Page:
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Destination: Waikiki : Vintage Vacation : A nostalgia-soaked search for remnants of a pre-Don Ho past

November 06, 1994|ELLEN MELINKOFF | Melinkoff is a Los Angeles-based free-lance writer

HONOLULU — My first visit to Waikiki came 40 years too late. I wanted Arthur Godfrey's Hawaii. Harry Truman in aloha shirts. A lei-strewn Matson Liner welcome at the docks. Alas, both Arthur and Harry have gone on to the big luau in the sky and at the Honolulu airport, fresh leis must be purchased out of refrigerator cases.

My attachment to the islands comes from the Hawaiiana I have collected over the years--postcards, books, magazines and photos from what I call the pre-Don Ho era, the time between 1927, when Matson Line opened the Royal Hawaiian Hotel and inaugurated passenger service between California and Hawaii, and the late 1950s, when statehood, jet travel and the arrival of Elvis signaled the end of that romantic period. Though I couldn't experience the Golden Age of Tourism firsthand, I was determined to find a few vestiges of the past on my trip last summer.

On my old postcards, the Royal Hawaiian Hotel is surrounded by acres of lush palm groves. The grounds are now pared down in size, but thickets of elephant's ears and birds of paradise still hug the pink Moorish palace. The salons, no longer overdecorated in pattern-on-pattern splendor, remain stately and cool. Tacky Waikiki, just beyond the porte-cochere, seems far away.

The room of my dreams (Diamond Head view, of course) was $350 a night, so I contented myself with breakfasts and late-afternoon drinks at the Royal's Surf Room and Mai Tai Bar. Sitting there, I could reach over the sea wall and grab a handful of Waikiki sand, remembering photos of Bing Crosby playing a ukulele serenade on the same spot, Shirley Temple being made an honorary Waikiki lifeguard . . . probably a few feet away, Cary Grant (a guest in the 1930s) relaxing in the teak deck chairs that still face the water. Through trial and error, I discovered that the best time for drinks at the Royal Hawaiian is at sunset on Wednesdays. That's when local outrigger-canoe clubs practice in the bay with Diamond Head as the backdrop--just like they did 50 years ago.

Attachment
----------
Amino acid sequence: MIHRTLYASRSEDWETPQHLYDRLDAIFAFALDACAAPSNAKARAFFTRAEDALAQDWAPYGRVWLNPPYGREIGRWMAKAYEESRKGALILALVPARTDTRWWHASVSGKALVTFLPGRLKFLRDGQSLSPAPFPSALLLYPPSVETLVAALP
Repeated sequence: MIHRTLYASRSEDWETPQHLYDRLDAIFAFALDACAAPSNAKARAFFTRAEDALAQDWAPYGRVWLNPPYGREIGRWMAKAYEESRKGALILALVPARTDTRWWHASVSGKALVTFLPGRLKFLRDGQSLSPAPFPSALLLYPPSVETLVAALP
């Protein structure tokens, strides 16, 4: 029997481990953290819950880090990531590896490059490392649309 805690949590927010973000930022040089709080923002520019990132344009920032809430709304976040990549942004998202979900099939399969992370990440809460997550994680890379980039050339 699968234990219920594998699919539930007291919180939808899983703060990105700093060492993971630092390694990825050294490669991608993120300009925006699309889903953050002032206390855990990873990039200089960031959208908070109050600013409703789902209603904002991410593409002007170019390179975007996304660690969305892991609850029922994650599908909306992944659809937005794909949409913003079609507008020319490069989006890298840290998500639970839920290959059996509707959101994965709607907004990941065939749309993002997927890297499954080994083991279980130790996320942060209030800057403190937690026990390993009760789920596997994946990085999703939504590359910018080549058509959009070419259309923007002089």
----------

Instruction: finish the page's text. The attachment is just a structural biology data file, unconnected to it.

Duke's Canoe Club restaurant in the Outrigger Waikiki Hotel, wedged (really wedged) between the Royal Hawaiian and Sheraton Moana Surfrider, is on the site of the original Outrigger Canoe Club--a hang-out for Hawaiian beach boys with names like Chickie, Squeeze, Panama Dave and Ox. Today, it's a Chart House-kind-of-place that pays homage to the Golden Age with Duke Kahanamoku memorabilia on the walls. The restaurant's namesake was the most famous of these beach boys--a two-time Olympic-swimming gold medalist (1912 and 1920) and Hawaii's most recognizable figure. It's worth a walk-through, even if you don't eat here, to study the old photos of Waikiki beach life and get a sense of how big and heavy those old surfboards were. A shiny, dark 17-footer is on display.

Built in 1901, the Sheraton Moana Surfrider is the oldest hotel on Waikiki Beach and, thanks to a $20-million restoration in 1989, it retains its Victorian splendor. The 99-year-old banyan tree helps . . . and so do the ornate banisters and molding. Old-fashioned rocking chairs line the front porch facing Kalakaua Avenue.

The essence of vintage Waikiki is the Moana's banyan veranda and patio. For 40 years, beginning in 1935, "Hawaii Calls" was broadcast to as many as 750 radio stations from this spot. The hula music was interspersed with sounds of waves lapping the shore and announcements of the air and water temperatures (torture for listeners in Syracuse in mid-January, which was the intent).

Now, evenings in one corner on the patio, a group of Hawaiian musicians play old-time hapa-haoli (half-Caucasian) songs. Listeners can order drinks from the courtyard bar or, better yet, settle into luxurious, over-sized rattan chairs on the broad veranda for drinks and a $9.95 all-you-can-eat, takes-the-place-of-dinner hors d'oeuvres buffet. Here, the paradise that 1950s mainlanders like my grandparents dreamed about is still palpable.

At the other end of Waikiki from the Moana, a convincing re-creation of "Hawaii Calls," now called "Sounds of Aloha" for legal reasons, is recorded Thursday evenings at the Shell Bar of the Hilton Hawaiian Village. This hotel is very 1960s in its ambience, too recent for my tastes, but close your eyes and you're back 40 years: "Sweet Leilani" plays, followed by an announcement of the current water temperature, usually hovering around 80 degrees. The show is broadcast on Honolulu's all-Hawaiian-music radio station KCCN on Saturdays at 11:30 a.m. It's also broadcast in Los Angeles on KJOI (Sundays, 8 a.m.) and KGRB (Sundays at 10 a.m).


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